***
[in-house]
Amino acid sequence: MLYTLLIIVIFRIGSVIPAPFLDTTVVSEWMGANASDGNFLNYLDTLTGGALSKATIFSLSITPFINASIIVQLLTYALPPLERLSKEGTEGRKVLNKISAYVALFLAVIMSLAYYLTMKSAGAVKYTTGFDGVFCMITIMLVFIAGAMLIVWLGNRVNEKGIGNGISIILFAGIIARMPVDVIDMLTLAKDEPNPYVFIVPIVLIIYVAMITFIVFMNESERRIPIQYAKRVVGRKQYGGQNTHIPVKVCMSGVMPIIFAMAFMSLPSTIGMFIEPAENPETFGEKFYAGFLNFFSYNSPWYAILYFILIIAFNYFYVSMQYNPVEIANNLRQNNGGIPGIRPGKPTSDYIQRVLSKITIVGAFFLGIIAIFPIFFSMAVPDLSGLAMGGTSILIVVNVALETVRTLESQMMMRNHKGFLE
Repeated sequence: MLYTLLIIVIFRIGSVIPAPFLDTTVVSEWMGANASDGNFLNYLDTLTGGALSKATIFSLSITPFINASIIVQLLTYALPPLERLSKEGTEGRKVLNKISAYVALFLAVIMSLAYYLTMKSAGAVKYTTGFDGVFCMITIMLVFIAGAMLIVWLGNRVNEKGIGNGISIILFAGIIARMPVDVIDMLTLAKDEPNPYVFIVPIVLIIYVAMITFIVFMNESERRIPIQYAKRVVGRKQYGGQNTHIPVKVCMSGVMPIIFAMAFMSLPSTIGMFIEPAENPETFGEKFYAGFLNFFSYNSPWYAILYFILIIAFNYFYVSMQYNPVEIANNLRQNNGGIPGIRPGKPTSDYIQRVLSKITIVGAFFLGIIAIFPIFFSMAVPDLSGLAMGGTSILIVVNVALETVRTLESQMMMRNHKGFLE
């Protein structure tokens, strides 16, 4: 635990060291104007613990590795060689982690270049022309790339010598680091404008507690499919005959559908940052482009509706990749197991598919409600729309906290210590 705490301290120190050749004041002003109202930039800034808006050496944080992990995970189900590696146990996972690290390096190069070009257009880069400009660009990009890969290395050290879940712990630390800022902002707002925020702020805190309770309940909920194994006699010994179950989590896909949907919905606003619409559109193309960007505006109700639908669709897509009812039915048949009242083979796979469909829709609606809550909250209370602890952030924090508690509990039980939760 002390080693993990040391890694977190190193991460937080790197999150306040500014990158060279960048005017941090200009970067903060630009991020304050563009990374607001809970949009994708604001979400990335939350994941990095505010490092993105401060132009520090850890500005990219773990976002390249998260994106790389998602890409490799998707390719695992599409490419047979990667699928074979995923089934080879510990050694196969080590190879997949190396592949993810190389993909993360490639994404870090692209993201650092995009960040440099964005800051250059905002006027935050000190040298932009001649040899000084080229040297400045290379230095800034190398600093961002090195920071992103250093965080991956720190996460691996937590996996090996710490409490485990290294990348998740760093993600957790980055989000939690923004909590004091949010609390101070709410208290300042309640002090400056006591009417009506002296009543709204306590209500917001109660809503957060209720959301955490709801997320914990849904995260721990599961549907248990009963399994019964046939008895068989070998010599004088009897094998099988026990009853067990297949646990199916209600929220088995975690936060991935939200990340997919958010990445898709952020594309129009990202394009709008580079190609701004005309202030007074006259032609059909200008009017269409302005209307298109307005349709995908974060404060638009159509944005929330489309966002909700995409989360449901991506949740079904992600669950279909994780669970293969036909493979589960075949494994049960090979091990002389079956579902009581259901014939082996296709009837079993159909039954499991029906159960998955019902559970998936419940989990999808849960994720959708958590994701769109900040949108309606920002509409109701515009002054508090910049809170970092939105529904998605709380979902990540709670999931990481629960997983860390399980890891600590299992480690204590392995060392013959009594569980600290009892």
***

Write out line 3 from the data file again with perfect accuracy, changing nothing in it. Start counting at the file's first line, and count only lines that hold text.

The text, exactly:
Repeated sequence: MLYTLLIIVIFRIGSVIPAPFLDTTVVSEWMGANASDGNFLNYLDTLTGGALSKATIFSLSITPFINASIIVQLLTYALPPLERLSKEGTEGRKVLNKISAYVALFLAVIMSLAYYLTMKSAGAVKYTTGFDGVFCMITIMLVFIAGAMLIVWLGNRVNEKGIGNGISIILFAGIIARMPVDVIDMLTLAKDEPNPYVFIVPIVLIIYVAMITFIVFMNESERRIPIQYAKRVVGRKQYGGQNTHIPVKVCMSGVMPIIFAMAFMSLPSTIGMFIEPAENPETFGEKFYAGFLNFFSYNSPWYAILYFILIIAFNYFYVSMQYNPVEIANNLRQNNGGIPGIRPGKPTSDYIQRVLSKITIVGAFFLGIIAIFPIFFSMAVPDLSGLAMGGTSILIVVNVALETVRTLESQMMMRNHKGFLE